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Good morning all.

We are currently build a SQL box on Amazon (currently MSSQL, but moving to MySQL soon...) and i have set the firewall in Amazon to only allow connections from our main network IP address and 2 other security groups on Amazon (web servers and worker roles). Anyway, it seems that this firewall rule is not working as planned... checking the SQL server logs i am getting a load of requests from other IP addresses trying to get in to the instance (trying to guess the SA password). this seems to be accounting for quite a lot of traffic and CPU usage...

So, what should i be doing to lock down my instance? I though that only allowing machines in my own security group and my own network would lock down a lot of this on a network level... Am i missing something?

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What OS version? Is the firewall turned on? What does your rule look like? Are you sure that there isn't another rule that is superceding yours? Need more info. –  Tatas Mar 18 '11 at 13:56
    
Windows Server 2008 R2 at the moment, but will be moving to a Linux box soon. there are 3 rule sets: Web Servers, Worler Roles, SQL box. The Web Servers can talk to both the SQL and Worker Roles (all ports) and the workers can see the SQL box. The SQL box cant see anyone. The SQL box is open on port 1433 and RDP for our IP in the office. That is all. the SQL box is very locked down... no other rules i can see... –  TiernanO Mar 18 '11 at 14:55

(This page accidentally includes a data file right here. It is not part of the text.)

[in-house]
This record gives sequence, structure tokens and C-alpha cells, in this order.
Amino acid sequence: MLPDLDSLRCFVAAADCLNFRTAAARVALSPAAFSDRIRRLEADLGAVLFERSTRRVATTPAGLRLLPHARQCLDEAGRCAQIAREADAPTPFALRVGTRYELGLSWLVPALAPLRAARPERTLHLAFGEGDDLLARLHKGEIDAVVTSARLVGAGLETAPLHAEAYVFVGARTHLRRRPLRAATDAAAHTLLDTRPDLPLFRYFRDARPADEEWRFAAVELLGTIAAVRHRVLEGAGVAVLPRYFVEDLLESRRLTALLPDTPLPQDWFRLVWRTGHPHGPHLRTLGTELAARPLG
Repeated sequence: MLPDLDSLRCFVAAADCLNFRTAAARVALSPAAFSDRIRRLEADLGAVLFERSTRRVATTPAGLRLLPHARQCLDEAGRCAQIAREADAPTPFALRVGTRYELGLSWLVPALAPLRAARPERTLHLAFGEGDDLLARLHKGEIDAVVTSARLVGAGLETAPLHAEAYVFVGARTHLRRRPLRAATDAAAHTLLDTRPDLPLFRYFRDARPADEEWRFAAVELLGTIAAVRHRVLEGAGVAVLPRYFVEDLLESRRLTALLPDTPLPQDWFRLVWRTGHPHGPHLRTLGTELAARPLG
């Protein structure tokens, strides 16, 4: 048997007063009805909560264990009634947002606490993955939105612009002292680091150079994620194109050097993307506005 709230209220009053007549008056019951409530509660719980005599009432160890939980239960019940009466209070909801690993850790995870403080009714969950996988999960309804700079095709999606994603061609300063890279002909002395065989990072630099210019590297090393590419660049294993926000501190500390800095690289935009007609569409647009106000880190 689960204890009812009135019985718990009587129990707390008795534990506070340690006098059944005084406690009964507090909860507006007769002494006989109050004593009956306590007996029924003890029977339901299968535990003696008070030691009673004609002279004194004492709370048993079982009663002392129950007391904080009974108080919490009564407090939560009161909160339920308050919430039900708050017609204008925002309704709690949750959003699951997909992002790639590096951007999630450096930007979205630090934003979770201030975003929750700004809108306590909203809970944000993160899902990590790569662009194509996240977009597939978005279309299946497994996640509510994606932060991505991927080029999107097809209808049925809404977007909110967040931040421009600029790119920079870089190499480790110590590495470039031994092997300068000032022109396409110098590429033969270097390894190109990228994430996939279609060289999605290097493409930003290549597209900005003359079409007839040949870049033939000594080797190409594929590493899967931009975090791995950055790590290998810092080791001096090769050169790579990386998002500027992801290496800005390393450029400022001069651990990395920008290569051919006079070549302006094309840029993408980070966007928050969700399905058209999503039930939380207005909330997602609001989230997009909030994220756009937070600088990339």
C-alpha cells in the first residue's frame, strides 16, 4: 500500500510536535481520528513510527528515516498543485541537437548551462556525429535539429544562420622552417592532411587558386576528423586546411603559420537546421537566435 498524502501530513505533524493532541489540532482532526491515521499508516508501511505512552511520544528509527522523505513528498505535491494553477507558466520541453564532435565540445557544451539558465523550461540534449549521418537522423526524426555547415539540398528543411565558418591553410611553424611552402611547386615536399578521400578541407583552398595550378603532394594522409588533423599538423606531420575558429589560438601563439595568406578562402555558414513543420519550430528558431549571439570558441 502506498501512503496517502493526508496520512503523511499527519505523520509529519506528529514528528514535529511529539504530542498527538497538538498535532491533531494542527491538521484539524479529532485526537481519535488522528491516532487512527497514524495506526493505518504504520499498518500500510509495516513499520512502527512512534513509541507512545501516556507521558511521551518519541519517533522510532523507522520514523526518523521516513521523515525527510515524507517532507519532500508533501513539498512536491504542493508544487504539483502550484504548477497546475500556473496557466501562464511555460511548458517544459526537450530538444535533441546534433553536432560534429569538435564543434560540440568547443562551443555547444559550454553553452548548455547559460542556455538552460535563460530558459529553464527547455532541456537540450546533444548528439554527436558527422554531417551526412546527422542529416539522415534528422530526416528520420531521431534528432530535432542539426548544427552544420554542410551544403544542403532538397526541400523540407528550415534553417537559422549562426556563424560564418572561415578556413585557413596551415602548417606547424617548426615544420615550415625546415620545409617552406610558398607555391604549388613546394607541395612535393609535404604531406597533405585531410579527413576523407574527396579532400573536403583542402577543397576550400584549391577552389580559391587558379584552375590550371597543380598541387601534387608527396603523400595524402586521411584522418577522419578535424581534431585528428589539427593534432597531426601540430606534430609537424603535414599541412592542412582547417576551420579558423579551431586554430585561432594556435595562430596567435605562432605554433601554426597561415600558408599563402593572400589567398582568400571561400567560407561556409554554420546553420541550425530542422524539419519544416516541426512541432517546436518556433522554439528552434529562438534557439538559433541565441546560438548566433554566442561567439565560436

Is the firewall enabled? If so, for domain, public, etc.? –  Tatas Mar 18 '11 at 15:06
    
windows firewall is enabled and is set to allow trafic for domain, public and private, but shouldent Amazon's Firewall block it before it hits windows? –  TiernanO Mar 18 '11 at 15:42
    
Might be worth adding the output of ec2-describe-group and adding that in, if you want confirmation that the security groups are set up correctly. From personal experience I know it's easy to get the cidr address wrong! –  Decado Mar 19 '11 at 9:19
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1 Answer

up vote 0 down vote accepted

Presumably you are paying amazon for the service and support - they should be your first port of call if the firewall is not blocking connections.

If I was running a remote database, then I'd restrict access via a VPN as well as a firewall.

Although its just security by obscurity if the problem is just the amount of noise, then running the server on a non-standard port may help.

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We are not paying Amazon for support, just for the service. Will give them a shout if an answer does not come up here... As for the Firewall and VPN part, It seems that Amazon's VPN setup is done so that you host a VPN server (Hardware or other) locally, and they connect... not the best option. as for the non standard port, that might help. i will try that. –  TiernanO Mar 18 '11 at 14:56
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